Knotworking in Academic Libraries: Two Case Studies from the University of Helsinki
Yrj? Engestr?m,Heli Kaatrakoski,P?lvi Kaiponen,Johanna Lahikainen
Liber Quarterly : The Journal of European Research Libraries , 2012,
Abstract: Librarians in academic libraries are facing major changes in their work due to, e.g., the internet, digitization, and increasing use of new channels for information retrieval by their most important clients, namely researchers. This creates challenges for librarians: both to deepen their own expertise and to develop innovative service models for their clients. In this paper we present a development project entitled ‘Knotworking in the Library’ from the Helsinki University Library. The project made use of the Change Laboratory method, which is an intensive developmental effort which facilitates improvements in the activities of organizations and changes in the organizational culture. The process started in Viikki Campus Library in 2009–2010 and continued in the City Centre Campus Library in 2010–2011. The aim was to create new kinds of partnership between libraries and research groups in the form of knotworking. By knotworking we mean a boundary-crossing, collective problem-solving way of organizing work. The knotworking model presented in this paper generated practical tools to assist selected research groups in dealing with data management related-issues.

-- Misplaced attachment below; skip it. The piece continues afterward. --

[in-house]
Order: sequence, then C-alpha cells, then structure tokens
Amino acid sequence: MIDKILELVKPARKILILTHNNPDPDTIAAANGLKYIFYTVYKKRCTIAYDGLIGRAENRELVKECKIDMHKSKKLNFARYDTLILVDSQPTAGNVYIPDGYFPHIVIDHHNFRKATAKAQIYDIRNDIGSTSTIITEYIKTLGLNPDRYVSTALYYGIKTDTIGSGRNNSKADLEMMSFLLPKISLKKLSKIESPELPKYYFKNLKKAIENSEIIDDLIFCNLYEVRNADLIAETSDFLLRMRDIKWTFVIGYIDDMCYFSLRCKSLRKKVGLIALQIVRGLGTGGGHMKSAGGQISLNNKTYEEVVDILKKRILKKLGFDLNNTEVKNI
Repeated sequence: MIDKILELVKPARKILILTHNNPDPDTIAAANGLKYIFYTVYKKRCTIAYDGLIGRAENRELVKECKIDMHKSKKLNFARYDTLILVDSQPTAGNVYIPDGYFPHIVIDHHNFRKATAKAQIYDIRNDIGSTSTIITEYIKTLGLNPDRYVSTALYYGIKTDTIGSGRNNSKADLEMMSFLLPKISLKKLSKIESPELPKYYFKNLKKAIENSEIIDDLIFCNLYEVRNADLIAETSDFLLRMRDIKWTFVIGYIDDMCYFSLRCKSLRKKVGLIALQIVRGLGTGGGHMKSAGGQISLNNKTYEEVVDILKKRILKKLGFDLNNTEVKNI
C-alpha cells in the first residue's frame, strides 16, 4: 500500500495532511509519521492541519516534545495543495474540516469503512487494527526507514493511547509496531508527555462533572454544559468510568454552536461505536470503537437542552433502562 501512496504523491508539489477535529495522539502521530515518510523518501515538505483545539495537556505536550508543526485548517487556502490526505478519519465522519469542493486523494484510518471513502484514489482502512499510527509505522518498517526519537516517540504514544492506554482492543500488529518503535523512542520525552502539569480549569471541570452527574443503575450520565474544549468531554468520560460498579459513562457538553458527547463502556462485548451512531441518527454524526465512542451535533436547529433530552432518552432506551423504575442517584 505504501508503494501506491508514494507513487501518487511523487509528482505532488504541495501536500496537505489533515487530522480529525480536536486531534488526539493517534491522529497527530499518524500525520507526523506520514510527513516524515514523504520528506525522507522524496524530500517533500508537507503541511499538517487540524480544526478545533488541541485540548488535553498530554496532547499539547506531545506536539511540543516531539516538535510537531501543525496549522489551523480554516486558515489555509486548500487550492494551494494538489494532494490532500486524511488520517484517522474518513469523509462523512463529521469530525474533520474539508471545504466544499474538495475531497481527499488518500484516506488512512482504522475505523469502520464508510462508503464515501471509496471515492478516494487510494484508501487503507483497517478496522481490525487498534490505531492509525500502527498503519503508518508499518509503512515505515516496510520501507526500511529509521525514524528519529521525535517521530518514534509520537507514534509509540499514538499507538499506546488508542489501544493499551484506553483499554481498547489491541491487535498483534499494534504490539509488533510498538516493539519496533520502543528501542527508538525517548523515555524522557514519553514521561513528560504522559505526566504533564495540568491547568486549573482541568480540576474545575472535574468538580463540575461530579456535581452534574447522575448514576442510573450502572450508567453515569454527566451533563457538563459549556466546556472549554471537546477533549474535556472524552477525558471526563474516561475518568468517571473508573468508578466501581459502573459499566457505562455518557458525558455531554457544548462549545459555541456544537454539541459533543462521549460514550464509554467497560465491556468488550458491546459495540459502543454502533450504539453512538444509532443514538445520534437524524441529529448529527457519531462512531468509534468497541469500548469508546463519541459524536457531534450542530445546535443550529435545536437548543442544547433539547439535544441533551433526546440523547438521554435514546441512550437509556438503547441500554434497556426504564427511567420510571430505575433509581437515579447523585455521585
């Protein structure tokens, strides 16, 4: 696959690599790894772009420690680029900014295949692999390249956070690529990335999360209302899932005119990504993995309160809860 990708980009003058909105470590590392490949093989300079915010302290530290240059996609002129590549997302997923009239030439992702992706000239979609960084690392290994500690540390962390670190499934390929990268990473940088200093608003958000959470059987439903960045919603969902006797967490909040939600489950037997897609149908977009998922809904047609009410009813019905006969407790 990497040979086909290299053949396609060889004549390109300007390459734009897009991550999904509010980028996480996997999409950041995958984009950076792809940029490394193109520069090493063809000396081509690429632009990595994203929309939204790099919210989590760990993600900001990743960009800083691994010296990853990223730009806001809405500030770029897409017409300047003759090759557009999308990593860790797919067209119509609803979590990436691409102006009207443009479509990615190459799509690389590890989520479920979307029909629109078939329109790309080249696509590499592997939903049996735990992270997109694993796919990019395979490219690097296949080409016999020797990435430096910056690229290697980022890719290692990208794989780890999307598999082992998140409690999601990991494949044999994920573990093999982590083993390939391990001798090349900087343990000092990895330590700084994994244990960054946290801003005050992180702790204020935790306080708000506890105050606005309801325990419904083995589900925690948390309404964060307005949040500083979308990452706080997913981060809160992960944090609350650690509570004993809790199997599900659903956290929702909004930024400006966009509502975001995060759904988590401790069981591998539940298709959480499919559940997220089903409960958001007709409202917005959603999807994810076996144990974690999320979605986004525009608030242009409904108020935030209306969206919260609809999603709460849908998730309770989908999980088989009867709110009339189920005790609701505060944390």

Monitoring the T-Cell Receptor Repertoire at Single-Clone Resolution
Hendrik P.J. Bonarius, Frank Baas, Ester B.M. Remmerswaal, René A.W. van Lier, Ineke J.M. ten Berge, Paul P. Tak, Niek de Vries
PLOS ONE , 2006, DOI: 10.1371/journal.pone.0000055
Abstract: The adaptive immune system recognizes billions of unique antigens using highly variable T-cell receptors. The αβ T-cell receptor repertoire includes an estimated 106 different rearranged β chains per individual. This paper describes a novel micro-array based method that monitors the β chain repertoire with a resolution of a single T-cell clone. These T-arrays are quantitative and detect T-cell clones at a frequency of less than one T cell in a million, which is 2 logs more sensitive than spectratyping (immunoscope), the current standard in repertoire analysis. Using T-arrays we detected CMV-specific CD4+ and CD8+ T-cell clones that expanded early after viral antigen stimulation in vitro and in vivo. This approach will be useful in monitoring individual T-cell clones in diverse experimental settings, and in identification of T-cell clones associated with infectious disease, autoimmune disease and cancer.